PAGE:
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Mr. EVERSON. And will eventually break down those individuals so they will be unable to meet these taxes?

Mr. LEMKE. I think you are stating a fact, and I will state this: Unless something is done, civil government will break down in at least a half a dozen States within less than a year. They can not continue.

Senator NYE. Mr. Lemke, can you testify here as to what has been done in many school districts in North Dakota with relation to reducing teachers' salaries?

Mr. LEMKE. Many school districts have closed their schools or shortened their terms, and in many cases the teachers are not being paid, the same as in the city of Chicago where one-third of the property owners because of this condition have not been able to pay their taxes.

And I will say that in Divide County, N. Dak., this year they will not collect enough taxes to pay the salary of a single county officer outside of what they get from the railroads and corporations.

Senator Nye. Is it not true that a great many rural school districts advertise the jobs of teaching in their districts to the lowest bidder?

Mr. LEMKE. Yes.
Senator NyE. Who could qualify under the educational laws?

Mr. LEMKE. Who could qualify. And the others they do not know how to open at all.

Senator NYE. Do you know how low some of those bids were?

Mr. LEMKE. I have not followed that. I will say that we are getting back very quickly to where we were when we first moved out there on the prairies in 1881, when I was a youngster, when the only school teachers we could get and pay for were the members of the family, who were very poorly qualified as a rule, but became teachers at $15 to $25 a month and boarded at home.

Senator NYE. Is it true, do you know whether it is true, that some school districts under this bidding system have obtained the services of highly qualified teachers at $25 and $35 a month?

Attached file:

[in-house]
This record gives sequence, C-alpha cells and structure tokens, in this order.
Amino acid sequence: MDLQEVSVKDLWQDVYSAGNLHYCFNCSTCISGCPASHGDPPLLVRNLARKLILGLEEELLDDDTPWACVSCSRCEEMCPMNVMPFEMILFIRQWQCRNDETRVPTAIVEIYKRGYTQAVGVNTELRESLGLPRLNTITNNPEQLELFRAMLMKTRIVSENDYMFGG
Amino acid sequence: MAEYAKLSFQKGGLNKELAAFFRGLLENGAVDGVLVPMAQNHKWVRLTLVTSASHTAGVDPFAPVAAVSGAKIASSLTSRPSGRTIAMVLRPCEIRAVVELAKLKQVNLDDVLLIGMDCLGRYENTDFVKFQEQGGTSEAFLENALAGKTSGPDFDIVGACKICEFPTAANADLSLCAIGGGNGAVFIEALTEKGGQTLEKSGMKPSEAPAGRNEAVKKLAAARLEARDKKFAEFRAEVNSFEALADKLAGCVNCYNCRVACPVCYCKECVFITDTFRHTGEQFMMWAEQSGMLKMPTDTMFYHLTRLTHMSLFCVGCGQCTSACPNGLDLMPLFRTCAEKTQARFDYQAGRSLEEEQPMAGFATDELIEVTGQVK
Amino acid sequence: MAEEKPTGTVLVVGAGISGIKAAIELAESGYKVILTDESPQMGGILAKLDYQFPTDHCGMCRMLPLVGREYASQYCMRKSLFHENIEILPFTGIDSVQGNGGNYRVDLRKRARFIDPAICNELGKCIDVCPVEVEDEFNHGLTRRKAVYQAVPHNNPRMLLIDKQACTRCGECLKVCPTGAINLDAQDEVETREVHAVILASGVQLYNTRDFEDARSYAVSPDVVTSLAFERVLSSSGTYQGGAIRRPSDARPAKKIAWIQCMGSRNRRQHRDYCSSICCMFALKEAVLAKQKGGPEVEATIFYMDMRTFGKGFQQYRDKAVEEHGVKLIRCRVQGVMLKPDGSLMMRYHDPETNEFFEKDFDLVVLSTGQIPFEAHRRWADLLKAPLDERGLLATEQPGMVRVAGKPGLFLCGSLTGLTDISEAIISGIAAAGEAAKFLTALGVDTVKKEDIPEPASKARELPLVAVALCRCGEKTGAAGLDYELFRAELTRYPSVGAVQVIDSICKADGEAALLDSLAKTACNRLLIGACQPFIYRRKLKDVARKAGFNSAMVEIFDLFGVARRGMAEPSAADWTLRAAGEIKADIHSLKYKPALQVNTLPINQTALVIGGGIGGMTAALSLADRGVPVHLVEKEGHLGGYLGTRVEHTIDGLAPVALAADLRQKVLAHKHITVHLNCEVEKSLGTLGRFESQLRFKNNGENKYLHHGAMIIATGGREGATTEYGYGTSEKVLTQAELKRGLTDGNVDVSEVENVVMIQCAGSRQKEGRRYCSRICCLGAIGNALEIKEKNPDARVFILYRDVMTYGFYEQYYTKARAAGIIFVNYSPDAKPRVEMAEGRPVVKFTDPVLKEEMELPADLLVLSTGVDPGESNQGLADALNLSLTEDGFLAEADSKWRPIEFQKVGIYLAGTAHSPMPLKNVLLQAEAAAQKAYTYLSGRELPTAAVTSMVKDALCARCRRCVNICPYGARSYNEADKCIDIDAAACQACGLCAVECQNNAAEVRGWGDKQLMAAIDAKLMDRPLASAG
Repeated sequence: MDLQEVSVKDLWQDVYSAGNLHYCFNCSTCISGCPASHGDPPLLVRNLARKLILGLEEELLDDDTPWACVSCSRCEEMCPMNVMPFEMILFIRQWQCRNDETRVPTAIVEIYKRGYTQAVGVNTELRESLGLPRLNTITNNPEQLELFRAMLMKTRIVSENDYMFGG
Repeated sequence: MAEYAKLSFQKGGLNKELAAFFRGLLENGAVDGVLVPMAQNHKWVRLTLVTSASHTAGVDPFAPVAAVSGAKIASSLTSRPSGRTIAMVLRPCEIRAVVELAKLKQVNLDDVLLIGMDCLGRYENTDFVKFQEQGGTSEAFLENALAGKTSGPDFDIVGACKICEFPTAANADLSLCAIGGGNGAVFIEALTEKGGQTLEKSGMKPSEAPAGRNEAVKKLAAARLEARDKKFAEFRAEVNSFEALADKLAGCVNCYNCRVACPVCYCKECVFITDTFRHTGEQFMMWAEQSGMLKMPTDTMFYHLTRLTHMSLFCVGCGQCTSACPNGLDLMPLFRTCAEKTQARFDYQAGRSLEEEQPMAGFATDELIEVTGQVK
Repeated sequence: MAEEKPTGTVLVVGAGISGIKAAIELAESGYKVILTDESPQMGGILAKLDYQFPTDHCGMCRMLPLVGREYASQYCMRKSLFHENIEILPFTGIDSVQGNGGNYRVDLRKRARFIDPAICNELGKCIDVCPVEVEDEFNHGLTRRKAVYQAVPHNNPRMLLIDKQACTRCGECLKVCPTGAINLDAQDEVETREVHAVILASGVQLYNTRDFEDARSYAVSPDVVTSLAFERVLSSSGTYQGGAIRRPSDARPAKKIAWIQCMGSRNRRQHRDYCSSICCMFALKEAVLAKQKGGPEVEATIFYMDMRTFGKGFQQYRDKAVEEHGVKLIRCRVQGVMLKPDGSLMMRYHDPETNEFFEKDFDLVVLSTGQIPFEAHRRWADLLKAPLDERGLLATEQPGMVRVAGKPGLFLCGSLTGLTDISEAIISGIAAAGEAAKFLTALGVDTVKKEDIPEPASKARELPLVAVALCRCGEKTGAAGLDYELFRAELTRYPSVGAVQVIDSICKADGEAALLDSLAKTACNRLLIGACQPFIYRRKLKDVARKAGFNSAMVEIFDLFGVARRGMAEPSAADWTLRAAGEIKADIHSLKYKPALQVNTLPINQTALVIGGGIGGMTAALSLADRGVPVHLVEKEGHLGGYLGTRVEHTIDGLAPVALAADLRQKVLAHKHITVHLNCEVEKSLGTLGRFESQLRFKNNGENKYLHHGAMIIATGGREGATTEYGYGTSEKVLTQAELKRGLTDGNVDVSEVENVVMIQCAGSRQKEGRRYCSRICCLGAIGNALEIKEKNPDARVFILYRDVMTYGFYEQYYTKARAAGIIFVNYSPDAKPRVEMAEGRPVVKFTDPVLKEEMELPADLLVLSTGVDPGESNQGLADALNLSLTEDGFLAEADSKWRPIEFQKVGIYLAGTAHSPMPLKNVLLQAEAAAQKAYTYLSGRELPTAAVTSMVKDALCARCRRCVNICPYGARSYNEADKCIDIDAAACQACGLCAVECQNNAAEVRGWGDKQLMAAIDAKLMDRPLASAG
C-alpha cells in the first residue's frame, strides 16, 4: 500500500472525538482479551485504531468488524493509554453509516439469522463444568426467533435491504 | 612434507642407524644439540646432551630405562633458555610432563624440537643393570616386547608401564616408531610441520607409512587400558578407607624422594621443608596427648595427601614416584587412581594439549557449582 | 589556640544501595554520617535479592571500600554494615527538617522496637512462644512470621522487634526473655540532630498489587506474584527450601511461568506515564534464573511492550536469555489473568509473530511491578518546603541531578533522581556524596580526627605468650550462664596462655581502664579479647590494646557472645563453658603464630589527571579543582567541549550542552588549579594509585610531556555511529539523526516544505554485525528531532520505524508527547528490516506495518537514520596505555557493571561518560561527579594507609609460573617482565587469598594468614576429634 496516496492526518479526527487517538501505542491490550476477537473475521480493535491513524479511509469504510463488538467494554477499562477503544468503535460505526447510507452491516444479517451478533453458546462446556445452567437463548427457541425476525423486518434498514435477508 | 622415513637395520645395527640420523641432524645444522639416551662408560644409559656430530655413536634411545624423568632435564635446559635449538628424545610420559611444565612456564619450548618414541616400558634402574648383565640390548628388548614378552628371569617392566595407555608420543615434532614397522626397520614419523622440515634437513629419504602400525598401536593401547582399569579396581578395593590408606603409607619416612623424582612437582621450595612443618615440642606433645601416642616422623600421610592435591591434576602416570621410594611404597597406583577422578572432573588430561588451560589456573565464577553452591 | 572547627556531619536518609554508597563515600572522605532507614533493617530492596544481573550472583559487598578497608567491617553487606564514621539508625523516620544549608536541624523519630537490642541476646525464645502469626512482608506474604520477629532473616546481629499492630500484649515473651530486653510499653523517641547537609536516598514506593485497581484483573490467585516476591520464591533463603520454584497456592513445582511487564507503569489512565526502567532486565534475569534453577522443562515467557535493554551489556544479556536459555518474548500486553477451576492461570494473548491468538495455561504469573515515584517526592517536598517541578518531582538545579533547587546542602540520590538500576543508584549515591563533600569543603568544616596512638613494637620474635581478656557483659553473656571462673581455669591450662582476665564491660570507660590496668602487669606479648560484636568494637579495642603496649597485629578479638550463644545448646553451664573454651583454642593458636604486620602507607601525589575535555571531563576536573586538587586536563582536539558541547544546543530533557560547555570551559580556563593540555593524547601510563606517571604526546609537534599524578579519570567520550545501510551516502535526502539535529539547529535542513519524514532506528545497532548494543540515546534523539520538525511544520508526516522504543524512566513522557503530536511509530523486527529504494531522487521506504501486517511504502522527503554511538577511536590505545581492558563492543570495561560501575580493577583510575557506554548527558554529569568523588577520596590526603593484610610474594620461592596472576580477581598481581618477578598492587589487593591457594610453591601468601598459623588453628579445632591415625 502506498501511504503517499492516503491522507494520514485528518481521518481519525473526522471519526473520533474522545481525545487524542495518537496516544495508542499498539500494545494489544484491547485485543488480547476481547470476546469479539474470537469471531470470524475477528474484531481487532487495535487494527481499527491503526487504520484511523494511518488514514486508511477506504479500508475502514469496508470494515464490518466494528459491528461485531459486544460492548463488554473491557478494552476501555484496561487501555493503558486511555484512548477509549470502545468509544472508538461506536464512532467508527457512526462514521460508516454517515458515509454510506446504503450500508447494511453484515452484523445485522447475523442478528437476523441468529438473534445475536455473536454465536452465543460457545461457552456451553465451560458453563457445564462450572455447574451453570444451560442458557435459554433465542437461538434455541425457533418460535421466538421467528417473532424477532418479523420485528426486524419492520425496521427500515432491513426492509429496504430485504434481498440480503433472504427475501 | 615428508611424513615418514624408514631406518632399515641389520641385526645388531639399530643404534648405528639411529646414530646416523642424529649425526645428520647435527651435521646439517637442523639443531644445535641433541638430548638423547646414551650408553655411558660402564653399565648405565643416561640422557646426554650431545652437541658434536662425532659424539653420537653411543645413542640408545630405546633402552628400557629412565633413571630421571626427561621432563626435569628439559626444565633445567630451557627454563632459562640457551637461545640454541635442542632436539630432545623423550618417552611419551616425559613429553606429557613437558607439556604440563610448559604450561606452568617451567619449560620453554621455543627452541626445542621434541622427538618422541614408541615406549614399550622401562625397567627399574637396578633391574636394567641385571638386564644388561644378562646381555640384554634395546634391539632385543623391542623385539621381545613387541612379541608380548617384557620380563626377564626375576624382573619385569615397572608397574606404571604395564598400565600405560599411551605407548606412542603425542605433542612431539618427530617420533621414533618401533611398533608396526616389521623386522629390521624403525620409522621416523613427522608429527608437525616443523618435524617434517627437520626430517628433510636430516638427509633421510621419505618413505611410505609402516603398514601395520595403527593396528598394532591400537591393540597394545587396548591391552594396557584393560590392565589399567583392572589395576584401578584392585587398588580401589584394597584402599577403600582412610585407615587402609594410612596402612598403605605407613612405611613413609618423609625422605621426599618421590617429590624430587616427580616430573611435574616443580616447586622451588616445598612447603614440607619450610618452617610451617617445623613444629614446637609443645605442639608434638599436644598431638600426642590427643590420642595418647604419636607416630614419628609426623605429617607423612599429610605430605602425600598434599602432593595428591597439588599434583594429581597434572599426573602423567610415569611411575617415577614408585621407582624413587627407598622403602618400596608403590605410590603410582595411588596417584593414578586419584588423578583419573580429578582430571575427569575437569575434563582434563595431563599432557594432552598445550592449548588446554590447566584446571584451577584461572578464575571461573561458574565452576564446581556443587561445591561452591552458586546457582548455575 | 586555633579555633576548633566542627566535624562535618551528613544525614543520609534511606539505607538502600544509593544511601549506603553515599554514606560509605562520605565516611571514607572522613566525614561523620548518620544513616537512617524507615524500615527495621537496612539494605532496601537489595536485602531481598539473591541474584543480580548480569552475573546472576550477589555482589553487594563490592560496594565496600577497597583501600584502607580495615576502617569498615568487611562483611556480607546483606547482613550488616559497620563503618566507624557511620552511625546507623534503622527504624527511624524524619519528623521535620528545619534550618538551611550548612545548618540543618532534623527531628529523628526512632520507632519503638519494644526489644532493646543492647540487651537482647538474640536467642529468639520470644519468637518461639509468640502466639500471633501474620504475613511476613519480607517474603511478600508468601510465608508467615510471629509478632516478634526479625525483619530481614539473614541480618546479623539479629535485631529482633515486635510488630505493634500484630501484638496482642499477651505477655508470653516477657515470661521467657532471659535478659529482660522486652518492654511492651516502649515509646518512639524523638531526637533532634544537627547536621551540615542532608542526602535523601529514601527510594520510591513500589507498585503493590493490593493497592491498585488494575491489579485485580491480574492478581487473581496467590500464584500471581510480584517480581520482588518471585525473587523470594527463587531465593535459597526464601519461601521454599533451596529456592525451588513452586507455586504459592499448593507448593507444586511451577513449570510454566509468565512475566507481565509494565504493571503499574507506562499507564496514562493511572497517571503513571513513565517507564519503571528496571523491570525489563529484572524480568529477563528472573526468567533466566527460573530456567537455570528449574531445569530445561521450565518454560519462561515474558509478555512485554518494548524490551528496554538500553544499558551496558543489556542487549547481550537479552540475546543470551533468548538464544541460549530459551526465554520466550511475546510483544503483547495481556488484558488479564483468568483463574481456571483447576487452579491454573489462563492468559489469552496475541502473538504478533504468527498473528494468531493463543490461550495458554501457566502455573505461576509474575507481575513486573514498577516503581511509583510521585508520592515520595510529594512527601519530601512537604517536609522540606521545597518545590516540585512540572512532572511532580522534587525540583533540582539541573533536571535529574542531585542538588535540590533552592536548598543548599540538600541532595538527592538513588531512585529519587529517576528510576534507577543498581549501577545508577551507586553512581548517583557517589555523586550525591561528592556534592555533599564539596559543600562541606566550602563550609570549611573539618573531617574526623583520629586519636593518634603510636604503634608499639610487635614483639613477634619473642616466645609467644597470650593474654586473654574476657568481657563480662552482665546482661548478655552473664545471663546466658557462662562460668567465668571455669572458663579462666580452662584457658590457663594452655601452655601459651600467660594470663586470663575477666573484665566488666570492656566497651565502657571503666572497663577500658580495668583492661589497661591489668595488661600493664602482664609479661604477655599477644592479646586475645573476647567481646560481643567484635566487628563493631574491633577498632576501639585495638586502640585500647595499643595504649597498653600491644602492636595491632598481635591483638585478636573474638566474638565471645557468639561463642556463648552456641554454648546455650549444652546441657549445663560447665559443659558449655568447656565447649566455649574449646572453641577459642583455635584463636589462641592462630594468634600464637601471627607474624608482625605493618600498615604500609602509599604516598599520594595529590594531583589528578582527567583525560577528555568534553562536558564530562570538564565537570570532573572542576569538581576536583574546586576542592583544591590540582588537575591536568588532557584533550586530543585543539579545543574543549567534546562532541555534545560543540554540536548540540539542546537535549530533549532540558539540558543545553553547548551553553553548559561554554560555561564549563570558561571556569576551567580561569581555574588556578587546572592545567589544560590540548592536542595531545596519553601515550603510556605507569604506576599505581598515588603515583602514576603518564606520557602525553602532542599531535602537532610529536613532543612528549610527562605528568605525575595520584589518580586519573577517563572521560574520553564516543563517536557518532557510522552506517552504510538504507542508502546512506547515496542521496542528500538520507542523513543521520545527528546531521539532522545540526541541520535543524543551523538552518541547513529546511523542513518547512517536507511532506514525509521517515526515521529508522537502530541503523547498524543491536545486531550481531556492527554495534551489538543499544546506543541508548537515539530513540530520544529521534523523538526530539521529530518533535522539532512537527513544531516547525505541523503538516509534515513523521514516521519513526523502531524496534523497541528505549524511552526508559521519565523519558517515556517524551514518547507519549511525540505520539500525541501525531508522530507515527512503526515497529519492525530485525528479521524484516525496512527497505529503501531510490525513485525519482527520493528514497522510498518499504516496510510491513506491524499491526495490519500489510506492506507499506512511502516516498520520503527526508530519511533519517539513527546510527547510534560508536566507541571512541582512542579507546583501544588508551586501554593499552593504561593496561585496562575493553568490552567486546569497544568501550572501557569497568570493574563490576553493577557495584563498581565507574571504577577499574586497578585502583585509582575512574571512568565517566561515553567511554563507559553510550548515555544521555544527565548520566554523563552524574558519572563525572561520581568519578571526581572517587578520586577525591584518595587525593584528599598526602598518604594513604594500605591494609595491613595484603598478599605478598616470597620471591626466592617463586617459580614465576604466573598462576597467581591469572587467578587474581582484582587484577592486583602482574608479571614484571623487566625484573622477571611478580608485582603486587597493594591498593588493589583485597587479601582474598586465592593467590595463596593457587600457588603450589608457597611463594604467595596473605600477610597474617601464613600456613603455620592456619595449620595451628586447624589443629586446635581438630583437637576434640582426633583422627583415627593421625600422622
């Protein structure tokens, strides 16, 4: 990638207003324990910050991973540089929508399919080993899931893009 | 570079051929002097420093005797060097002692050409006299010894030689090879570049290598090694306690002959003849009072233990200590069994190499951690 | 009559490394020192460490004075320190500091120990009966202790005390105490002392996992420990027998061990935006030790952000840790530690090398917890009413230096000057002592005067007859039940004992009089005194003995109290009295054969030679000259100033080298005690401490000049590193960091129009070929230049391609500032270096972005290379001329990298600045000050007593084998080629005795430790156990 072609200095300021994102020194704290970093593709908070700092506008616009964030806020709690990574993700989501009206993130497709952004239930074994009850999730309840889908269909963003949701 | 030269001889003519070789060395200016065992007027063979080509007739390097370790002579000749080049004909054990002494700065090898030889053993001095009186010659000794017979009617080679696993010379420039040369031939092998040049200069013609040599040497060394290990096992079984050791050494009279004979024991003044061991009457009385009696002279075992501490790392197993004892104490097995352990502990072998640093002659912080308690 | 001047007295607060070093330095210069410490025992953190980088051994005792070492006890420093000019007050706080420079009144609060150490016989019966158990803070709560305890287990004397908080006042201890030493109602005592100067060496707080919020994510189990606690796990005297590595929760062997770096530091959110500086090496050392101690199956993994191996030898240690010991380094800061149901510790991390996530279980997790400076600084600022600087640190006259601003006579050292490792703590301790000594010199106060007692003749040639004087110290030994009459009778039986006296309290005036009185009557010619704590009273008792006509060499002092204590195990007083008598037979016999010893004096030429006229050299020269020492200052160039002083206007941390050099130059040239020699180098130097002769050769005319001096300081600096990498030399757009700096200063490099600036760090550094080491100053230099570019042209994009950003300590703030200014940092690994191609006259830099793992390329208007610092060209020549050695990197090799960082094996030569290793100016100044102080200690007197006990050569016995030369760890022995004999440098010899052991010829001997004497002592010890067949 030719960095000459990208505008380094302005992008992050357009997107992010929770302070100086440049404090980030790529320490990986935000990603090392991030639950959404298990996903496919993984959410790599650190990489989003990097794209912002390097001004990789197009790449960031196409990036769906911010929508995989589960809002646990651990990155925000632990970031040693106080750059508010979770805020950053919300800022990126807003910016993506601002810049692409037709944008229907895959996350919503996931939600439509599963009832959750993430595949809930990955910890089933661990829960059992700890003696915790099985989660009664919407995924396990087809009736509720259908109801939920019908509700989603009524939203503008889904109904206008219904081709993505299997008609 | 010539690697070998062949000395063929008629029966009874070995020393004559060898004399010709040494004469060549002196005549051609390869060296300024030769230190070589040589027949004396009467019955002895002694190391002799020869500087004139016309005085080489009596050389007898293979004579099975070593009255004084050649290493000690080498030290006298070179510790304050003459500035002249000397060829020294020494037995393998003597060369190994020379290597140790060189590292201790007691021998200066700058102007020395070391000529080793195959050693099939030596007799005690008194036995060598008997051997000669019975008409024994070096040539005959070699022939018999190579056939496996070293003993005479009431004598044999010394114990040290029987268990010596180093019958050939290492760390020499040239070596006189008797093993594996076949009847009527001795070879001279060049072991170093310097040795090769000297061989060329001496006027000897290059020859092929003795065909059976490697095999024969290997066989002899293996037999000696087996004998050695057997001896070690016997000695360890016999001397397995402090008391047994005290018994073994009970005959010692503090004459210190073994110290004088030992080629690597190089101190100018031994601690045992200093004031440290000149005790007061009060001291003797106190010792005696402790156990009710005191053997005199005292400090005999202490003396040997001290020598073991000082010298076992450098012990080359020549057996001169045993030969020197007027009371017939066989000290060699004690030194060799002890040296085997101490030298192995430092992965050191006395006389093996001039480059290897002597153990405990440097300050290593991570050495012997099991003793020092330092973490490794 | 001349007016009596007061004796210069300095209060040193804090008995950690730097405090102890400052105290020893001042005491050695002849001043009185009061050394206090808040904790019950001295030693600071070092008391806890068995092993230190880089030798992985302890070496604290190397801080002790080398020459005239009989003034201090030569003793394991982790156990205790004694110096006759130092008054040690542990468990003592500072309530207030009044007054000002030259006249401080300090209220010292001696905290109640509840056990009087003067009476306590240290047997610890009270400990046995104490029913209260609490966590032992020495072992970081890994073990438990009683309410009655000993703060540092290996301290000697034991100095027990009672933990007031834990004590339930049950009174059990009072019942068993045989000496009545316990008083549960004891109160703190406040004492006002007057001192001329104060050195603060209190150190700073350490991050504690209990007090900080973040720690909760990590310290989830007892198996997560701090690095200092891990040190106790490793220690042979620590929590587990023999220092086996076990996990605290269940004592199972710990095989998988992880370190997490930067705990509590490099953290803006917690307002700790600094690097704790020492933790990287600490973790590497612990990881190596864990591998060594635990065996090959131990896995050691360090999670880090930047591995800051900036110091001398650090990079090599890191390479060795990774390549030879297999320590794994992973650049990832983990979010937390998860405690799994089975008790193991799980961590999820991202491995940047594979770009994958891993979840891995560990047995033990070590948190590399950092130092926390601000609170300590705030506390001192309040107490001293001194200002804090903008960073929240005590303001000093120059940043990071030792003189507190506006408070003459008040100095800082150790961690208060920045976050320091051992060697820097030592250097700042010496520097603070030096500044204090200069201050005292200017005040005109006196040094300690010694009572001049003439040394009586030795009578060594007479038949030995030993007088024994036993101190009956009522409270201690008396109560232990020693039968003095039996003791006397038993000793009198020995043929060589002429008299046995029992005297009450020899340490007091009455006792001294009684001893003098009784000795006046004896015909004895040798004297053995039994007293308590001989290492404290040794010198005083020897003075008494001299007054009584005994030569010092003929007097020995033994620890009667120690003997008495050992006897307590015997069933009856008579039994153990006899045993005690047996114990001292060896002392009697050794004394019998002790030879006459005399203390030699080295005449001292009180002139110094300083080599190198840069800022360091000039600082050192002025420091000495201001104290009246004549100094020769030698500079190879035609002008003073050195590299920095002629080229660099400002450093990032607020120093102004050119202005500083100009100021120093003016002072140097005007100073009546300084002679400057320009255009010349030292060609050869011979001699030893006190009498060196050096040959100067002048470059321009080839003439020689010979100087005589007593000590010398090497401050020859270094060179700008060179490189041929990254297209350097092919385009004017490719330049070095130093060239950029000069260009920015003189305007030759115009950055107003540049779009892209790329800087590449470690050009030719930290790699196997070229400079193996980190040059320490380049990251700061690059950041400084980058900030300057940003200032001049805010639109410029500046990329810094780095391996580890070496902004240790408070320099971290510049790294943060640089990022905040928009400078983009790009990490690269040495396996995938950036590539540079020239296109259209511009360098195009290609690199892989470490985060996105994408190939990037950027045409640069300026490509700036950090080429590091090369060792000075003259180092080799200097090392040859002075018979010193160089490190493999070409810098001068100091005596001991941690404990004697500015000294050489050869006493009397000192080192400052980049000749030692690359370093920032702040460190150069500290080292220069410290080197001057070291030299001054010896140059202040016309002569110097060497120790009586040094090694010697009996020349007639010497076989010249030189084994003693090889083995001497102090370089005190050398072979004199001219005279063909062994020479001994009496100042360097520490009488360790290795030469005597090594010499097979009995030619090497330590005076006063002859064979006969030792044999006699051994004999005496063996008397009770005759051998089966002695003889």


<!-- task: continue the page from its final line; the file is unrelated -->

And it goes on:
Mr. LEMKE. I say we have been losing some of our highly qualified teachers and are substituting others. I will make the further statement that in North Dakota now, especially in western North Dakota, the women and children are out working and driving binders in the grainfields under the present system. In the pioneer days when our fathers settled the Dakotas and filed on preemptions, tree claims, and homesteads, women and children worked in the fields; but then there was hope and aspiration. They got the lands free and were willing to accept the privations. But now that is gone,

their homes are being lost. The women are again driving binders, working in grainfields in western North Dakota and South Dakota, and in some other States. I am not just speaking of my own State.

Senator HATFIELD. Have your local taxing bodies, like the boards of education and county courts and so forth, contributed some to this distress and high levies?

Mr. LEMKE. I would answer that by saying that they contributed, but they do not know the war is over yet, and like all people who live on taxation, they always go higher and never come lower, and they lie awake night to find out new avenues of collecting.


Senator HATFIELD. How are you going to relieve that condition?

Mr. LEMKE. There is a very strong movement in North Dakota in which they will go to the other extreme. They will limit the amount of the levy according to the value of the property assessed, and take part of the load from the nonproductive property and place it on the income property.

Senator HATFIELD. Do you have a constitutional provision in your State on that?

Mr. LEMKE. We have four mills on a dollar for State purposes, but that has been gotten around.

Senator HATFIELD. Do you have for county?

Mr. LEMKE. For county we haven't any except by legislative acts. I will say in my city of Fargo we pay about 48 mills on the actual value of our property a year.

Senator FRAZIER. During the last year, 1931, there has been a general reduction throughout the State, has there not?